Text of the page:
Of course, how much fun a beach can be depends to a certain extent on where you sit. For the captain of a sailing ship, running aground on a “strand” was bad news indeed, so by the early 17th century “strand” had become a verb meaning “to drive or force aground on a shore,” and by the 19th century a figurative use of the verb meaning “to leave helpless” had arisen, setting the stage for millions of travelers to be “stranded” by bad weather every winter.

If the story of “strand” is a little murky, the history of “beach” is a major puzzle. It’s a more recent word than “strand,” first popping up in English in the early 16th century, and the initial meaning of “beach” was not the expanse of sand we normally think of, but simply the smooth pebbles and rocks found on the seashore. The expansion of “beach” to cover the whole shore in the late 16th century was probably due to a popular misunderstanding of the “pebbles” connotation of “beach” in phrases such as “walk on the beach.”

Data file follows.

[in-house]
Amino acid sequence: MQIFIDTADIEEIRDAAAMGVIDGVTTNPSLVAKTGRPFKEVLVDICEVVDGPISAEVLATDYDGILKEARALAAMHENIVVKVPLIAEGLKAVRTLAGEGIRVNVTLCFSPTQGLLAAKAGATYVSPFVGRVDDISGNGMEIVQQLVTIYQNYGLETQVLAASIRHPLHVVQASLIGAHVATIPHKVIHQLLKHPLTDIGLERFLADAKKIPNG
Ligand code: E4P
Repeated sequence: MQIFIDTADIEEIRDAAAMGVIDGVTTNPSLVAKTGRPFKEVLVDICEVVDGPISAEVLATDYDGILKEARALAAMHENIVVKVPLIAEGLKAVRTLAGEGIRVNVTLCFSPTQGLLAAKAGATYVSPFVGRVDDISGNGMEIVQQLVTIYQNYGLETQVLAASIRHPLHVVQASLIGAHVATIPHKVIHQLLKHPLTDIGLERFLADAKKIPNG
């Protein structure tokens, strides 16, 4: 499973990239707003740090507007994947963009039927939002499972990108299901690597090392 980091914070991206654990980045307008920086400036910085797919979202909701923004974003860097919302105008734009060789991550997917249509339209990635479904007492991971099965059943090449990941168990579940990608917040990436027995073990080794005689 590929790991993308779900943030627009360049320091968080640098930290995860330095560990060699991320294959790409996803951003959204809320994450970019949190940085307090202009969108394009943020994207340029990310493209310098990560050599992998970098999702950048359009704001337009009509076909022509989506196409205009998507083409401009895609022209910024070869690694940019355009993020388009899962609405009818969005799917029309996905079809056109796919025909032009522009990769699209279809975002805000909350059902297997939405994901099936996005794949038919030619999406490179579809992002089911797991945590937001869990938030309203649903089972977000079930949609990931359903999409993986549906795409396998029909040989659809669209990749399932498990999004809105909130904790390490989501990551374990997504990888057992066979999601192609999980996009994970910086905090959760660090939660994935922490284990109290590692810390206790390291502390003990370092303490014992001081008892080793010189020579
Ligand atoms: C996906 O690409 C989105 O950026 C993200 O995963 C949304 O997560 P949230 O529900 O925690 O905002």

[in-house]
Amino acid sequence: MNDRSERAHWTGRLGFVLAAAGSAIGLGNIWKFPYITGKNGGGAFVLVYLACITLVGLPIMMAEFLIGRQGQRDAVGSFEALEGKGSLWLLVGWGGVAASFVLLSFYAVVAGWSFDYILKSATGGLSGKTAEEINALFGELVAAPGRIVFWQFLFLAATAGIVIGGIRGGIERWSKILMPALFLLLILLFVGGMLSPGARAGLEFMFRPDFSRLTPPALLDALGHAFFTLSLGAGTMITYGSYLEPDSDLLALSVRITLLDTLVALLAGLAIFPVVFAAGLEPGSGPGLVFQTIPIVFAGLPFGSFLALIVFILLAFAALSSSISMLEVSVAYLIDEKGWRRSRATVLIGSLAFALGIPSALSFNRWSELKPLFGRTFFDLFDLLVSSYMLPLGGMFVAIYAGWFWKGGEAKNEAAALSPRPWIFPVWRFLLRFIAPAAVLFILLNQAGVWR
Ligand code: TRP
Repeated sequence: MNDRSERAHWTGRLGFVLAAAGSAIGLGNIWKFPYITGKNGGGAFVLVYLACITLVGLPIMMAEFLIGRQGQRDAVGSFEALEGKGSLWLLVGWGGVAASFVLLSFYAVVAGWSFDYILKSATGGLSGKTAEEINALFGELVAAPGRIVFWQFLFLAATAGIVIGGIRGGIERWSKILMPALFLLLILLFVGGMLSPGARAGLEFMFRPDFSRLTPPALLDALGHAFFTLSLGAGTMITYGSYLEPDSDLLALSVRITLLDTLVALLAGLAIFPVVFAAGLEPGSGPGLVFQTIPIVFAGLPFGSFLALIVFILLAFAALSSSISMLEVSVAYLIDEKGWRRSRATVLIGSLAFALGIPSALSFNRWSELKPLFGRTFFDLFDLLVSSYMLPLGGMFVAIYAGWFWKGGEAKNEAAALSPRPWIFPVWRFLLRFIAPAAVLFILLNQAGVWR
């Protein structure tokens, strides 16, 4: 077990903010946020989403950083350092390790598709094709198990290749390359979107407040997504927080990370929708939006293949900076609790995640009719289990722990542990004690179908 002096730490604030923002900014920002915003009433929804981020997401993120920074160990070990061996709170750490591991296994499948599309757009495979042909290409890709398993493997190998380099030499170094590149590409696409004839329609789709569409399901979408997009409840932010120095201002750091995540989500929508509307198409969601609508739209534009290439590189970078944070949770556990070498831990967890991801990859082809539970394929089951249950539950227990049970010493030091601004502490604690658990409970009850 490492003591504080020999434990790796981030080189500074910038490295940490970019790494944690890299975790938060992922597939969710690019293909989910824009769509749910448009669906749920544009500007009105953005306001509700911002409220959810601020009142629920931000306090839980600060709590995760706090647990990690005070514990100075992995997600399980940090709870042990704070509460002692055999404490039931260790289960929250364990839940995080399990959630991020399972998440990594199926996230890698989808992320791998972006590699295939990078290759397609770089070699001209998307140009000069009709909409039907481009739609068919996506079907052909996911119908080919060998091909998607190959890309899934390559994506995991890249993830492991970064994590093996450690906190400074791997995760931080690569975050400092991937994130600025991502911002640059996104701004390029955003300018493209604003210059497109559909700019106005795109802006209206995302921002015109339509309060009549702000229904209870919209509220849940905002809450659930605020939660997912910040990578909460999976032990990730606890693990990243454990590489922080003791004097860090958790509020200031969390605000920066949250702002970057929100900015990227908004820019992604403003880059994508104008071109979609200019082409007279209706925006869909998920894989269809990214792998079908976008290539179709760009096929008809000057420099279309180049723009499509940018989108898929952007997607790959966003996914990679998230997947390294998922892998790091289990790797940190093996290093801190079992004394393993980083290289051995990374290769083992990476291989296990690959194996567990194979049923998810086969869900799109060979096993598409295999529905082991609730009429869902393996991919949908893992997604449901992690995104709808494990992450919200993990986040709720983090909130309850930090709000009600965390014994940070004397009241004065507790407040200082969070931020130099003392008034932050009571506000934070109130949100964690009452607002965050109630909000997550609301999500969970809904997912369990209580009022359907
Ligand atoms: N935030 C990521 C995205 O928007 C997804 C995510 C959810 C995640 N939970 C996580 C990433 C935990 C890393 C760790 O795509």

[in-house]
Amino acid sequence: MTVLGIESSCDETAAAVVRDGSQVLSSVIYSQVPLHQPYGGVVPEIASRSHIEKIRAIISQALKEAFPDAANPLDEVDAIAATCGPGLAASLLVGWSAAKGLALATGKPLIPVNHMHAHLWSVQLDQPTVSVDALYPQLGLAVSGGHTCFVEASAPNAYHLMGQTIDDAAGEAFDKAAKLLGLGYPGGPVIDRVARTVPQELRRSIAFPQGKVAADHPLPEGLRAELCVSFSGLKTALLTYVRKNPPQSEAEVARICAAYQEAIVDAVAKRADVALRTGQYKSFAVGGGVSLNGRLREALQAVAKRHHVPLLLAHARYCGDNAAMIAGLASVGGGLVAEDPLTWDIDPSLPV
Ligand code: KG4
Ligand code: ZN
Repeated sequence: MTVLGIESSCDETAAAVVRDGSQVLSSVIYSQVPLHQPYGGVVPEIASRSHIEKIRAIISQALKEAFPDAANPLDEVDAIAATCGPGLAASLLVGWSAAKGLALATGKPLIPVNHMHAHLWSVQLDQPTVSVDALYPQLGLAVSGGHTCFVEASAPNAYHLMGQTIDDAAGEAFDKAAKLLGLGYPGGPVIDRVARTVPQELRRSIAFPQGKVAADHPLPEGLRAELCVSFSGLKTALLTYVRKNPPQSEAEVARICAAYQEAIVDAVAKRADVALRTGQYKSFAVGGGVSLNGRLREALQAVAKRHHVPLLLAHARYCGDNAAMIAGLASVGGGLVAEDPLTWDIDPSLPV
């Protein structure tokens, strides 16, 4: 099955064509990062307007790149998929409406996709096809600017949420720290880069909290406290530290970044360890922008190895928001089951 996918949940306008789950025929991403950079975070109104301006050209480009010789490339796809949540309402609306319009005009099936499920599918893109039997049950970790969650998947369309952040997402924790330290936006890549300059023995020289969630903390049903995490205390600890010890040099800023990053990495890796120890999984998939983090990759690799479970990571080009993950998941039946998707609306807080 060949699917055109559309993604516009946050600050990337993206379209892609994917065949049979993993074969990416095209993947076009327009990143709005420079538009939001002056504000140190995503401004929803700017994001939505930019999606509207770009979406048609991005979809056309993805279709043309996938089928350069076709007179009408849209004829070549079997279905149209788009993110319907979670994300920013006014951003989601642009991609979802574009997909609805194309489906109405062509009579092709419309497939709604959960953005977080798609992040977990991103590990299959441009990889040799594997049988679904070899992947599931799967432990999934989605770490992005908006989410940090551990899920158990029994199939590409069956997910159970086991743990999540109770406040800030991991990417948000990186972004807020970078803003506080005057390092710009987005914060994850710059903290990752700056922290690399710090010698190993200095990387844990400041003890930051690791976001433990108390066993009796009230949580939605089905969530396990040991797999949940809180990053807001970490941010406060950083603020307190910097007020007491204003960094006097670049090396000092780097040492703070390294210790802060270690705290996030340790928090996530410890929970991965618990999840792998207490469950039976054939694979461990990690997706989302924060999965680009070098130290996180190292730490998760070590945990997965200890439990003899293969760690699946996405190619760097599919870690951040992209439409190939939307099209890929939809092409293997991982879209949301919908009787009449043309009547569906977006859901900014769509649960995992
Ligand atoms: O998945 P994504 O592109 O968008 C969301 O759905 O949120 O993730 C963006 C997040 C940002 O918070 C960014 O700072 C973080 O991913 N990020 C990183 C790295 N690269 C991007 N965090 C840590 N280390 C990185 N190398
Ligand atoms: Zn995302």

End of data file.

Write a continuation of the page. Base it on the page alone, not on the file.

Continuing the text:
As for the origin of “beach,” theories range from the Old Norse “bakki” (“bank,” as of a stream) to the Old English “baece” (stream) to “beach” being a mutation of “bleach” (as stones are bleached by the sun and water).

So why do we now say “beach” and not “strand”? Shakespeare did his part to popularize “beach” in his works, for one thing. But it may be primarily because, by the 16th century, “strand” was being used to mean docks and the like, leaving “beach” to take on the specific meaning of “sandy shore of the ocean.” Besides, “the Strand Boys” would have had real problems getting a record deal.

Limes